28. The image scanning apparatus of claim 27 wherein the optical sensor is a monolithic sensor comprising a plurality of concentrically configured tracks that are divided into pie-shaped sectors, with each sector comprising a solar cell, and wherein the scanner controller is configured to operate all of the solar cells continuously.
29. The image scanning apparatus of claim 27 wherein the optical sensor is a monolithic sensor comprising a plurality of concentrically configured tracks that are divided into pie-shaped sectors, with each sector comprising a pyroelectric sheet, and wherein the scanner controller is configured to activate the pyroelectric sheet nearest the scanning cursor and to deactivate all of the other pyroelectric sheets.
30. The image scanning apparatus of claim 27 wherein the optical sensor is a monolithic sensor comprising a plurality of concentrically configured tracks that are divided into pie-shaped sectors, with each sector comprising a thin-film sensing element, and wherein the scanner controller is configured to activate the thin-film sensing element nearest the scanning cursor and to deactivate all of the other thin-film sensing elements.
31. The image scanning apparatus of claim 30, wherein said grouping of unactivated pixels is a single pixel, and wherein the storage unit is a ROM, and further comprising a PCMCIA card for coupling the scanner controller to the optical sensor.
32. The image scanning apparatus of claim 26 wherein the light source comprises an LED display located proximate the optical shutter.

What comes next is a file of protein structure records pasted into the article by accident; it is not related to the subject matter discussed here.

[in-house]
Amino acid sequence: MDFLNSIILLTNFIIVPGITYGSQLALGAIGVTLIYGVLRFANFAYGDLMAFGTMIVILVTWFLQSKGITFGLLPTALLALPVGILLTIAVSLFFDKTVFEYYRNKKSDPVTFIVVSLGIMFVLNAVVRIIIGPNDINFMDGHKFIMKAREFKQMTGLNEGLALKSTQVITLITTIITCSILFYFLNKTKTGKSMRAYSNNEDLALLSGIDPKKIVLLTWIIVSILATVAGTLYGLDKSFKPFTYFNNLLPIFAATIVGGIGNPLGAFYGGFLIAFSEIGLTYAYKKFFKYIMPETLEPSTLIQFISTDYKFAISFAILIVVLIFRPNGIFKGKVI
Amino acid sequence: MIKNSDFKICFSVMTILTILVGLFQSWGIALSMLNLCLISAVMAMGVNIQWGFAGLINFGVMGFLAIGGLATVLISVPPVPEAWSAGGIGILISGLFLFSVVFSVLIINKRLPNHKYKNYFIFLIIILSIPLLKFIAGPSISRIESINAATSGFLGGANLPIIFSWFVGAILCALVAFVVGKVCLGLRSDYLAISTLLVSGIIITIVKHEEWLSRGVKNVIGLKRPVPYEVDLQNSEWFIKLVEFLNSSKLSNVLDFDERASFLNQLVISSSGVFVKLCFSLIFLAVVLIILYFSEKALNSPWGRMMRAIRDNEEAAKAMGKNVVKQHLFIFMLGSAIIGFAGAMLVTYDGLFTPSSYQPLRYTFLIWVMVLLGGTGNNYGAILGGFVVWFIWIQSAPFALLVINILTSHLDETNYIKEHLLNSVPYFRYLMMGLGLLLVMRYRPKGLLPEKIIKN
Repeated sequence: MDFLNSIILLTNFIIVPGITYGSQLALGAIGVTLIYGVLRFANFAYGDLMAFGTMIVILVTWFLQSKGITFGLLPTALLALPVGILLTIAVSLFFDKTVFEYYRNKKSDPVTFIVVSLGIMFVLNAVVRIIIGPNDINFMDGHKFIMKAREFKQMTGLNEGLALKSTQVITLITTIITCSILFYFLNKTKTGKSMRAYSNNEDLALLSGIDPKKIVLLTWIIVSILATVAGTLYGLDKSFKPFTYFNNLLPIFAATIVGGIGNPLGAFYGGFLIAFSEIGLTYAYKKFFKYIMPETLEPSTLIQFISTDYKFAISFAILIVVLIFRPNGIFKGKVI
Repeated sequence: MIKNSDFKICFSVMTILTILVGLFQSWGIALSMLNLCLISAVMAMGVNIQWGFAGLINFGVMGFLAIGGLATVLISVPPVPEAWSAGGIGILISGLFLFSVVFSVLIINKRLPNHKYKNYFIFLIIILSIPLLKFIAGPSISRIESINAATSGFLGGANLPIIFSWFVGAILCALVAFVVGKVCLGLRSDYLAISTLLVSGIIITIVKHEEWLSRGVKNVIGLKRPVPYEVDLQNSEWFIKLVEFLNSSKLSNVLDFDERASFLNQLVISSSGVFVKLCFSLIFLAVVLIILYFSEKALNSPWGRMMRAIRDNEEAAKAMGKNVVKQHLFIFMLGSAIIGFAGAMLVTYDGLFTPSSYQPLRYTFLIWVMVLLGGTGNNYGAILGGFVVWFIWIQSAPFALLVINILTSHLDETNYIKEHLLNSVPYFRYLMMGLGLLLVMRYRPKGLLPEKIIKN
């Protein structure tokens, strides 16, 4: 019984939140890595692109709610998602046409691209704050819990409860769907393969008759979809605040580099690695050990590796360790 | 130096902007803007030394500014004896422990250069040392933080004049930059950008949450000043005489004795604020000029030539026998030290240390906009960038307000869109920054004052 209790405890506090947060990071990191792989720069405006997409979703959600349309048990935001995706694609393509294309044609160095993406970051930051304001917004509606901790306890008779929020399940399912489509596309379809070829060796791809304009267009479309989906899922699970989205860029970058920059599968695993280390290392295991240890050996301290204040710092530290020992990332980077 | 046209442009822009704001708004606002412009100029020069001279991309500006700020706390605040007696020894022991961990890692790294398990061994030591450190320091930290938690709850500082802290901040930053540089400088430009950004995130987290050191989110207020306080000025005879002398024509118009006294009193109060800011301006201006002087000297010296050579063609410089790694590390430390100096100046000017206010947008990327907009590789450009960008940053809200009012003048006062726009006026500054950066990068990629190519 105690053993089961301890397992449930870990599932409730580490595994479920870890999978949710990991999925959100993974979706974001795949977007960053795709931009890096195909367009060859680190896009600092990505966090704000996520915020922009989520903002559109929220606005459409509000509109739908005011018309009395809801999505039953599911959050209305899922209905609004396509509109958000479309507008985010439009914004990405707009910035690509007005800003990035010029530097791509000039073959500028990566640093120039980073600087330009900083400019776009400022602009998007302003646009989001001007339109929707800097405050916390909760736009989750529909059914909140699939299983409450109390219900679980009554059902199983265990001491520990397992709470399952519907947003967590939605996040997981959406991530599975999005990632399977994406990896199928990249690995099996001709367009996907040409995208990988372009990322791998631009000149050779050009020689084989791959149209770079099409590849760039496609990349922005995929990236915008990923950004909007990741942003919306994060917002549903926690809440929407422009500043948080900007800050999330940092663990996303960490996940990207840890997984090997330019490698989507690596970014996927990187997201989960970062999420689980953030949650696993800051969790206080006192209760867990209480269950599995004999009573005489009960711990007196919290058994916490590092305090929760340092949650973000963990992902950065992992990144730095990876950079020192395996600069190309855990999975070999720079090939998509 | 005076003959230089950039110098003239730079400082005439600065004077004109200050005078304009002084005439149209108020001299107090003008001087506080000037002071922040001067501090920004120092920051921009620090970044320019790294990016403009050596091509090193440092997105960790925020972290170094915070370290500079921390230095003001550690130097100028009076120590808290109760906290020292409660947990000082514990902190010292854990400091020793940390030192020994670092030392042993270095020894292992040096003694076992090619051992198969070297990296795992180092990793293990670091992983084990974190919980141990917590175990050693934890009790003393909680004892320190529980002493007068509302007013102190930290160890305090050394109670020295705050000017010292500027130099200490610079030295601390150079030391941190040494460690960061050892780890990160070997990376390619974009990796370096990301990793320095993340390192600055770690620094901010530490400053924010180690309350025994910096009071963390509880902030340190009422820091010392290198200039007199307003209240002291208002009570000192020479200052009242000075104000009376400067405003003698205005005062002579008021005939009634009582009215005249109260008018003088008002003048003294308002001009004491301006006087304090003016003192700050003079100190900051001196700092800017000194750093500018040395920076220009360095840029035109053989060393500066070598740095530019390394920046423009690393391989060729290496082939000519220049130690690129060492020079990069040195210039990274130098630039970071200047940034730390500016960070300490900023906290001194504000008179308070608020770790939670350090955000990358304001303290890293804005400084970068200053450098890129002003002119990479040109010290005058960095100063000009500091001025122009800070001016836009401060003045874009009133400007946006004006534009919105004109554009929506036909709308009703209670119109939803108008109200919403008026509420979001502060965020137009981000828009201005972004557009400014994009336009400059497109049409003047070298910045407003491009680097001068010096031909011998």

33. A method for optically scanning an image of an object with an image scanning apparatus that includes an optical shutter comprising an LCD screen, the optical shutter having first and second faces and a plurality of individually activateable pixels therebetween comprising three arrays of individually activateable LCD pixels, the object being placed against a face of the optical shutter, each pixel having a first transparency when activated and a second transparency when not activated, the first and second transparencies being first and second colors respectively, the pixels of each of pixel array when un-activated having a different transparency than pixels of the other arrays when un-activated, the pixels of each of the three arrays when un-activated being respectively red, green, and blue, wherein said optical shutter presents image data by activating pixels of the plurality of pixels, said image scanning apparatus also including a light source positioned to direct light through the object and through non-activated pixels of the plurality of pixels, the light source being configured to project a pattern of light that evenly covers the first face of the LCD screen when not obstructed by any portion of the object, said image scanning apparatus also including an optical sensor for sensing light passing through the object and through corresponding non-activated pixels of the plurality of pixels, said image scanning apparatus also including a scanner controller comprising a microprocessor coupled to the optical shutter, the scanner controller also being coupled to the light source and to the optical sensor, the image scanning apparatus also including a storage unit communicatively coupled to the scanner controller, said method comprising: